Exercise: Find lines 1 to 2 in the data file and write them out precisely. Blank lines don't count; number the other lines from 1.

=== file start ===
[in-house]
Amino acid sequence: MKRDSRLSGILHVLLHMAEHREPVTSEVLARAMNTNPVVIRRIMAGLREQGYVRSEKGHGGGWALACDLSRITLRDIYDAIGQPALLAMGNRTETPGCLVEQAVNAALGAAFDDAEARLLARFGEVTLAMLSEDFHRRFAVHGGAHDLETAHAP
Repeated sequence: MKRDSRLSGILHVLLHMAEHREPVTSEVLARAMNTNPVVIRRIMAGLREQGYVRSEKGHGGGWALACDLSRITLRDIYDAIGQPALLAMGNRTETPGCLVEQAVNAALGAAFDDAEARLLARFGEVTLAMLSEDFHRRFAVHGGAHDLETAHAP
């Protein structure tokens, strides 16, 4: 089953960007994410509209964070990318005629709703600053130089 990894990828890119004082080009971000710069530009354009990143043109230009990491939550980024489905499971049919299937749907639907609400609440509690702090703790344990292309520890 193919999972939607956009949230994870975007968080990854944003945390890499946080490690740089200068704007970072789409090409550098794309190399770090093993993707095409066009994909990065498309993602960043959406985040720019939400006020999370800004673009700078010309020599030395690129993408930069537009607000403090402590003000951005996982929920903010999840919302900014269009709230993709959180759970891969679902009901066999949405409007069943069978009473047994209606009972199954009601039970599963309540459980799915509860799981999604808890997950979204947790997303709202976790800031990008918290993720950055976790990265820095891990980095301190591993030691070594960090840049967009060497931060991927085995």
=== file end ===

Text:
[in-house]
Amino acid sequence: MKRDSRLSGILHVLLHMAEHREPVTSEVLARAMNTNPVVIRRIMAGLREQGYVRSEKGHGGGWALACDLSRITLRDIYDAIGQPALLAMGNRTETPGCLVEQAVNAALGAAFDDAEARLLARFGEVTLAMLSEDFHRRFAVHGGAHDLETAHAP